FRIDAY 6 APR 2018 3:02 PM


As technology develops, communications advances and the function of PR ceases to exist in a silo. As a result, expectations on and of PR professionals has changed. From recruitment issues such as skills and salaries, to topical subjects surrounding diversity and the gender pay gap, the state of the PR profession in 2018 is arguably more volatile than ever before.

Since 2009, the Chartered Institute of Public Relations (CIPR) has collected data from those working in public relations to inform its ‘State of the Profession’ report. As the largest communications-focused trade body working outside North America, the report is usually formed from CIPR member insight. This year, new collection methods and collaboration with reputation and marketing consultancy Chalkstream see a methodological approach and wider practitioner data pool lead to detailed insight unsurpassed by previous years.

Described as ‘ground breaking’ by Ben Verinder, founder and managing director of Chalkstream, the ‘State of the Profession’ 2017/18 report offers intelligent insight fuelled by a much wider pool of respondents. How the PR industry responds to changes on a wider global context informs much of this year’s findings.

“For the first time we have used occupational data from the Office for National Statistics (ONS) to help develop our understanding of the population of PR practitioners across the UK,” says Verinder. “When we compare this data set against the outcome of the ‘State of the Profession’ 2017/18 survey, we can see how the survey results are representative of the broader PR population.”

For Chalkstream and the CIPR, garnering insight from a wider sample was paramount if this year’s ‘State of the Profession’ is to influence the continued development of the public relations industry. Key findings included recognition that overall pay has risen, but there remains a significant bridge between male and female earnings – despite the disparity between men and women in the profession. A lack of innovation regarding inclusion is also echoed in acknowledgement of the industry’s failing towards diversity, which remains at an estimated 87% white. With less than one in ten PR industry professionals identifying as BAME, the industry is hugely unreflective of the approximately 31.4% of primary school pupils that identify in the same way. Analysis through census data thus situates the public relations industry into a broader demographic context, illustrating those areas in which the profession is underperforming.

On the other hand, the ‘State of the Profession’ 2017/18 indicates that PR is increasingly recognised as a strategic management function. Historically a turbulent area, communicators still struggle to achieve representation at boardroom level. This is exacerbated through a 63% to 36% female/male ratio which sees a lack of women sitting on UK boards more broadly. However, the report also highlights a growing diversity in the skillset of public relations professionals. It acknowledges that honing diverse talent such as in editorial and marketing is symptomatic of the wider shift towards more fully integrated communications function.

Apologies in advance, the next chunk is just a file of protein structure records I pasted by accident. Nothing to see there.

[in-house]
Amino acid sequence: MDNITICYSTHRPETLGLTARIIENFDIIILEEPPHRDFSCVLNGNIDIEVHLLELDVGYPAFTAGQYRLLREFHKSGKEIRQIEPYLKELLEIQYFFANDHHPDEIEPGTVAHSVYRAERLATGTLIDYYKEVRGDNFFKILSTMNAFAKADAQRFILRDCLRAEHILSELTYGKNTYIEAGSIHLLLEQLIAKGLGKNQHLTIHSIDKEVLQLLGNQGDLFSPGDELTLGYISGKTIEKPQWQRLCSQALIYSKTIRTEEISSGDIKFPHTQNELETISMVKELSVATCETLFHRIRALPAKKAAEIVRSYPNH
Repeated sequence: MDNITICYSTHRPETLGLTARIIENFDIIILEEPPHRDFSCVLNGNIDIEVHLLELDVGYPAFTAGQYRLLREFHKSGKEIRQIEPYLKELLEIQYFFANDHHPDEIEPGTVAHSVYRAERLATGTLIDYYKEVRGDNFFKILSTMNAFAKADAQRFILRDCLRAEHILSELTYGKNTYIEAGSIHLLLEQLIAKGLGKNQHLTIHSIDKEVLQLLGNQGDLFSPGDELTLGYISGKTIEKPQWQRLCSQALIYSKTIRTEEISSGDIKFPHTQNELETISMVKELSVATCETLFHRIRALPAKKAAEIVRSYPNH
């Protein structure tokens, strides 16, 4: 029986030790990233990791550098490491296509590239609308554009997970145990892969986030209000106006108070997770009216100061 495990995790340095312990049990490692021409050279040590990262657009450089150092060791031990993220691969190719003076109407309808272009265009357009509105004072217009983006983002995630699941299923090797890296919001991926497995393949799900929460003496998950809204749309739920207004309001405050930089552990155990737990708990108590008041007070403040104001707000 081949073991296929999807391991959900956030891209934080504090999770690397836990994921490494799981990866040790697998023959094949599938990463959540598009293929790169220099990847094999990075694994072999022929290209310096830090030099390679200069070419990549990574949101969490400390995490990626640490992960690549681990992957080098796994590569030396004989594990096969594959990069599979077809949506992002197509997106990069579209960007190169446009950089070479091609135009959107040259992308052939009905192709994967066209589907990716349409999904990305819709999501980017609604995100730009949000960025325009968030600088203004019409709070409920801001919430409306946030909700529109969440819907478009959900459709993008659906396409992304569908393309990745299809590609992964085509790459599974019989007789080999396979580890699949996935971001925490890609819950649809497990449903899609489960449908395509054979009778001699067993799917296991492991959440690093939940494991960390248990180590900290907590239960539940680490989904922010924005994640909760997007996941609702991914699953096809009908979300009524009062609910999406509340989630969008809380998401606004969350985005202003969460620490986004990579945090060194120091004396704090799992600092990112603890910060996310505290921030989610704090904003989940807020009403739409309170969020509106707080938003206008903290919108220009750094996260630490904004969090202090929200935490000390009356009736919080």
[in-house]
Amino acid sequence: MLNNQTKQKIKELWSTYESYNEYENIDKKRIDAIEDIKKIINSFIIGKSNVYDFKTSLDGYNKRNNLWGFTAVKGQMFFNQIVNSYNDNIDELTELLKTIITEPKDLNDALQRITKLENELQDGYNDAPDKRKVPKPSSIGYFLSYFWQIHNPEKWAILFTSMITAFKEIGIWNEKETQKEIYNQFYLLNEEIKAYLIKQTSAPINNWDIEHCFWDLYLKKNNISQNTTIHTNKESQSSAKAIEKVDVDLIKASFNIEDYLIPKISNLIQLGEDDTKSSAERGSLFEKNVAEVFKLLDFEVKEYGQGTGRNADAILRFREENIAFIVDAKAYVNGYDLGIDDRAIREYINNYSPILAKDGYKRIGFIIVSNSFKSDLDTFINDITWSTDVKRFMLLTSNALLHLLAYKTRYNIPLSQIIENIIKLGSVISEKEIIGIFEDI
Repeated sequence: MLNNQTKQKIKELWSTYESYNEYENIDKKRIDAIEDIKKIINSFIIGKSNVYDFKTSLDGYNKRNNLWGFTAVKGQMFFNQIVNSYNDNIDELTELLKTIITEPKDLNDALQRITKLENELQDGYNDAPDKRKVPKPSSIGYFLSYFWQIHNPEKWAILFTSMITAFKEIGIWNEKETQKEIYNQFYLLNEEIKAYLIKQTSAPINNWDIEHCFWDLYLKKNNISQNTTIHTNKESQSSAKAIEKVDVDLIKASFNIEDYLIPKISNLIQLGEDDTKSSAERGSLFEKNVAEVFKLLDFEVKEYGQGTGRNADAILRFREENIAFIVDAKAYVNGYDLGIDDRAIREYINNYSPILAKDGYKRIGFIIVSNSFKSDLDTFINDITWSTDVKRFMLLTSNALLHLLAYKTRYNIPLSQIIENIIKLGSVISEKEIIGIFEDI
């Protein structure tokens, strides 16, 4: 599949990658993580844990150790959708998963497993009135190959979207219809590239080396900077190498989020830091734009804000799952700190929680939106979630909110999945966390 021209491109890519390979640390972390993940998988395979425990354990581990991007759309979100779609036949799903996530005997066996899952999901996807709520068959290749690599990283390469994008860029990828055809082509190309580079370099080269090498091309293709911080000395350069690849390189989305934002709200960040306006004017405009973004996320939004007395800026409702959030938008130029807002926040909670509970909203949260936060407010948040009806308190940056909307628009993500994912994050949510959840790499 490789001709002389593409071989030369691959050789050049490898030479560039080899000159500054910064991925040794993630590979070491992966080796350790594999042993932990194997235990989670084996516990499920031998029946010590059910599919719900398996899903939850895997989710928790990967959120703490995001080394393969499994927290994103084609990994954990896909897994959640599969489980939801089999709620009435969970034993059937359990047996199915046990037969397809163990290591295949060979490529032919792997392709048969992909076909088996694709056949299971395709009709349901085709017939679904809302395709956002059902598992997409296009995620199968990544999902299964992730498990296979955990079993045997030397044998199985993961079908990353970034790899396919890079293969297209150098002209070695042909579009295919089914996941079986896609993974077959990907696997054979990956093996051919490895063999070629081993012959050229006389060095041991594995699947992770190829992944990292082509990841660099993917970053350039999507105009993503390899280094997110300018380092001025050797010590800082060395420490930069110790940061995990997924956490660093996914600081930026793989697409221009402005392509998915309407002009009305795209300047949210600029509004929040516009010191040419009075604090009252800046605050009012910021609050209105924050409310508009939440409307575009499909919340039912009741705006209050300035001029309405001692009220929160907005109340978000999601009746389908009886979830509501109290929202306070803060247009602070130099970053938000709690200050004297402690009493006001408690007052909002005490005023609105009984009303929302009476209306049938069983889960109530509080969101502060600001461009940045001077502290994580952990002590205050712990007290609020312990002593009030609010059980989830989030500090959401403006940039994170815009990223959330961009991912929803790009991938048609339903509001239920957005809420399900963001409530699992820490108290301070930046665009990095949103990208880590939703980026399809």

For Sarah Hall, CIPR president, the report highlights much of what the UK public relations industry can be proud. However, true insight exists to highlight those areas in which the profession has room to grow and develop, she says, which also shows how the CIPR can be more involved.

“Practitioners remain predominately tactical,” says Hall. “The CIPR’s role must be to equip them with boardroom skills. By focusing on financial, business management and consultancy competencies we can command the respect of management teams by speaking their language and by demonstrating the true value of public relations, increase investment in it.”

And, continues Hall, it is issues surrounding workplace wellbeing that truly represent the likely trajectory of the profession in the future. Amid the wider scrutiny surrounding business considering the recent gender pay gap legislation, the often female-dominated communications profession should act as a blueprint for other industries – both professionally and ethically.

“Of concern within the research is the increasing number of senior female professionals leaving the industry,” explains Hall. “This, coupled with the issue of the gender pay gap, merits further research. The increase of practitioners reporting a mental health condition is a reminder for us all that PR is a very demanding business – employee wellbeing and people-first strategies must always be prioritised.”

The ‘State of the Profession’ 2017/18 does indicate a move towards achieving a more inclusive environment from which communicators of all backgrounds can work and thrive. Contextualising the public relations profession amid the UK population offers a unique, socially-driven insight into how the industry can ensure future generations of employees are comfortable and welcomed in a profession influenced by change on all sides.

To view the full report, visit the CIPR website.

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